WILLIAM SPENCE . I am in the service of my father, Daniel Spence, of Beraondsey-street, a town carman. On 18th March I was with my father'scart on London-bridge—Webb hired me; Quaife was with him, and anotherperson who is not in custody—the other man got up in the cart, and rode to Lawrence Pounfney-lane with me—when we got there, I received a bale ofwool, which came from the loophole of Mr. Cooper's premises—I saw a manthere, but who put the bale in I cannot tell—the cart came up Arthur-streetwith the wool, and I there saw Quaife—the cart, went along Fenchurch-street, to the Minories—Quaife walked on the pavement, sometimes by the side ofthe cart, sometimes before or behind—I got to the further end of the Minories—they kept me waiting from three quarters of an hour to an hour—Fletcherthen came up—I complained of being kept—I said if they did not take thebale of wool out of the cart I would throw it into the street—the man whowas in the cart with me went and spoke to Fletcher—Quaife was in the Minories at that time, but I do not know whether he was along with them—I then went to a turning in New Commercial-street—I saw Fletcher go as faras Whitechapel—that was in a direction towards where I took the wool—when I got to the gateway I backed the cart in, and got out the bag—Quaifeand Webb were there, and a man who is not in custody—they assisted me tounload the cart, and the man who is not in custody paid me.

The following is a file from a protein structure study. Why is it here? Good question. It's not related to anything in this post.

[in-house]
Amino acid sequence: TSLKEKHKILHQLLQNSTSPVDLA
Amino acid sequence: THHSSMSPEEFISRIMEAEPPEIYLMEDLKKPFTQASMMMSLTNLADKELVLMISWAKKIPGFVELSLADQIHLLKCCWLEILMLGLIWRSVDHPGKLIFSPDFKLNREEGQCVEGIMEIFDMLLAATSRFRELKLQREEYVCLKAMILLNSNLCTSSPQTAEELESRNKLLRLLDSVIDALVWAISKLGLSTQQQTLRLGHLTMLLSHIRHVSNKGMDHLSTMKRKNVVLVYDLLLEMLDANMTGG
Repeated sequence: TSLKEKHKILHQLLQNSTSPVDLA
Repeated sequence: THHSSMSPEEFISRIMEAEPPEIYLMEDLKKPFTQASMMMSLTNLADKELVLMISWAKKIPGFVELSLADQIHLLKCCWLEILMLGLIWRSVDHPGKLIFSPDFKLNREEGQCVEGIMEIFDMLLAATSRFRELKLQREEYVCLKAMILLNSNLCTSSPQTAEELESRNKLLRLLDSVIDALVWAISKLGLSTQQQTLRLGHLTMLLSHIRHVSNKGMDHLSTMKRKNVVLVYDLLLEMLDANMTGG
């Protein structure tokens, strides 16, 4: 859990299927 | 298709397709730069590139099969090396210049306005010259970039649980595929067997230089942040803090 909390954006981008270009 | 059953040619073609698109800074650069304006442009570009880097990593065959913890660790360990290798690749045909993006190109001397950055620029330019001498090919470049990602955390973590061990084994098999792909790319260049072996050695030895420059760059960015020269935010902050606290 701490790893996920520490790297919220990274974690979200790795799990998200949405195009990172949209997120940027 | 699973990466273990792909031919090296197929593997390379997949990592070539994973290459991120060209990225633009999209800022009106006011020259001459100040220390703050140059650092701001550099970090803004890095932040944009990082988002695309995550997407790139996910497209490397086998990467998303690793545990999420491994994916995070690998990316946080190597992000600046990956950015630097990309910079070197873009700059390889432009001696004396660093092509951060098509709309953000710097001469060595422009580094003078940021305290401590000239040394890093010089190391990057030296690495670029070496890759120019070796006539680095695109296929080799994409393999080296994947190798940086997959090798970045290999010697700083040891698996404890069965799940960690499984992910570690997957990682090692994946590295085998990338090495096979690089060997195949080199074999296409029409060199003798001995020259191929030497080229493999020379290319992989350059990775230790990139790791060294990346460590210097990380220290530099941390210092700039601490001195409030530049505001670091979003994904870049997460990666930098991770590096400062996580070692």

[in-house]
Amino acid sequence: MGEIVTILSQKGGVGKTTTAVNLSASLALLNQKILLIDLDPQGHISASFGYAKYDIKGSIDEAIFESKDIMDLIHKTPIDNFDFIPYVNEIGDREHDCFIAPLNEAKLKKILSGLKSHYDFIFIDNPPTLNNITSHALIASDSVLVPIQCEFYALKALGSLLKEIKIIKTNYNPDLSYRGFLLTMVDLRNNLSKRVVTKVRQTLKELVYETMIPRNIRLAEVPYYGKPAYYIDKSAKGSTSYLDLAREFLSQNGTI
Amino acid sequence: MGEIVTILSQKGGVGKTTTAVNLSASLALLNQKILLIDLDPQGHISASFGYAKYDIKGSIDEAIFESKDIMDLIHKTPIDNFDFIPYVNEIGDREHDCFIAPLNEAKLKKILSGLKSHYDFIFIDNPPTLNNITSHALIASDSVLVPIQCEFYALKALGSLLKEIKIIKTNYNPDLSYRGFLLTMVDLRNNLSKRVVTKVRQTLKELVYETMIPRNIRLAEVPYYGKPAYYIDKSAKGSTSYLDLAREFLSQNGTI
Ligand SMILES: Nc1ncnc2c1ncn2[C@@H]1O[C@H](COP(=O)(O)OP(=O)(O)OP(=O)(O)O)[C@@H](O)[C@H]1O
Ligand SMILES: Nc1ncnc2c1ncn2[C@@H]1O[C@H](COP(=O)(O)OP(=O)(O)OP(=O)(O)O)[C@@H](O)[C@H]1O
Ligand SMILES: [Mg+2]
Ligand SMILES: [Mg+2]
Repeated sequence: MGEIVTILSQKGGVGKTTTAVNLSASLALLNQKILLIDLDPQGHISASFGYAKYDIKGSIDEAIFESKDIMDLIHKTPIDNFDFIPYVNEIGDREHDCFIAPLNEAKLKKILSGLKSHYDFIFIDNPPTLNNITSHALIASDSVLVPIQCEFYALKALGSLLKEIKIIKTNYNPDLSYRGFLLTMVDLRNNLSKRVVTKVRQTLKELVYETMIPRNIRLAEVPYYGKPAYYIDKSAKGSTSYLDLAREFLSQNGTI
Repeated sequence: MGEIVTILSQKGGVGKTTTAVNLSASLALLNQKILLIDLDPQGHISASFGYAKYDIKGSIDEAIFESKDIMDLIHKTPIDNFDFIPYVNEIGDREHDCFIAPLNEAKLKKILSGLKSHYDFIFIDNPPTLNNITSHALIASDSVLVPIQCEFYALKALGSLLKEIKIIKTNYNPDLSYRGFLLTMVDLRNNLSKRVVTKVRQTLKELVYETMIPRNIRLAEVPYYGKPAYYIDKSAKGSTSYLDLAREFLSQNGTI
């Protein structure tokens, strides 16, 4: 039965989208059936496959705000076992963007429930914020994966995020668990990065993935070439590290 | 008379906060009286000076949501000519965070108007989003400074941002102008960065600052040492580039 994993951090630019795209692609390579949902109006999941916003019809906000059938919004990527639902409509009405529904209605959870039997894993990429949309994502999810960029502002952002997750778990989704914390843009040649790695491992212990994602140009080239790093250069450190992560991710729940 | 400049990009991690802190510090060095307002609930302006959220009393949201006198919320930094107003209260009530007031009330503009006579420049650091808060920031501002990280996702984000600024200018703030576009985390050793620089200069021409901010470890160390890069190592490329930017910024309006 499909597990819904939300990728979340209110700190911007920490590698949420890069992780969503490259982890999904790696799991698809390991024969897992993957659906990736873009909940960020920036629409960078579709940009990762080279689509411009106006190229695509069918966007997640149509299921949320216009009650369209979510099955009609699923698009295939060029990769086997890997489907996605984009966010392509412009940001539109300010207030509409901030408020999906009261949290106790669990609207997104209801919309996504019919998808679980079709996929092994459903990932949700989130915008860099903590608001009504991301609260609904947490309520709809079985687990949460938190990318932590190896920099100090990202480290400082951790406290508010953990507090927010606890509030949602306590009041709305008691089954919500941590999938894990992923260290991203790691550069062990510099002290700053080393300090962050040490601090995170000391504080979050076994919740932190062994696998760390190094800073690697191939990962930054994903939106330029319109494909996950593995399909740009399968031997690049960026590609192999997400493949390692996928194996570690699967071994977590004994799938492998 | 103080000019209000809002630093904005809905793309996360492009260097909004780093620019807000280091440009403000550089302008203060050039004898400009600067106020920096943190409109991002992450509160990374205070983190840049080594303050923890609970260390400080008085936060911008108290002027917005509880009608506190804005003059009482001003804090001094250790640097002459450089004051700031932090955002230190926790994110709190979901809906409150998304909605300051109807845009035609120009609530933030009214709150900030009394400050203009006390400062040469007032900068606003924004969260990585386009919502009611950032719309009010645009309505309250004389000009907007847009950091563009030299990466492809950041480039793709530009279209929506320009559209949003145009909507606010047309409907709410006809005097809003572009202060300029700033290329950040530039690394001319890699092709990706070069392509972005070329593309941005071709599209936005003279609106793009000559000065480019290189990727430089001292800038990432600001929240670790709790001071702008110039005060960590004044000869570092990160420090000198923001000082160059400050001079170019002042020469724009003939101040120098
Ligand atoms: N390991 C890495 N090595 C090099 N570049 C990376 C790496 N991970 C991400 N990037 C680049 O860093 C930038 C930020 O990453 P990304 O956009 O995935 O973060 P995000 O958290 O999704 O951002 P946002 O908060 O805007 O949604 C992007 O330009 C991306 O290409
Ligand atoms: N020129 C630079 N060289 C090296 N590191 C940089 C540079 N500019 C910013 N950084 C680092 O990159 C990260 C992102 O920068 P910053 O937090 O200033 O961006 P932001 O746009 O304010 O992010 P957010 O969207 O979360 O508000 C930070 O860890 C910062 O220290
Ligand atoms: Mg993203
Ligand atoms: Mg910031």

Cross-examined by MR. BALLAXTIXE. Q. How did you get to Lawrence Pountney-lane, did you trot? A. No, I walked all the way—I trotted ingoing home—Webb hired me—he and the man in the cart gave me directions—I do not know whether they knew one another—I do not recollect that Webb called him by any name.
Cross-examined by MR. PRENDERGAST. Q. You drove into the yard, andthen Quaife and Webb helped to unload the wool? A. Yes—I am sure Webbwent into the yard—I do not know whose premises they were—I was neverthere before—I did not see Myers—I do not know where the other yard is—I did not see any truck—I left the wool in the yard—Webb and the other twopersons took the wool out and pitched it up against a wall—I then went away.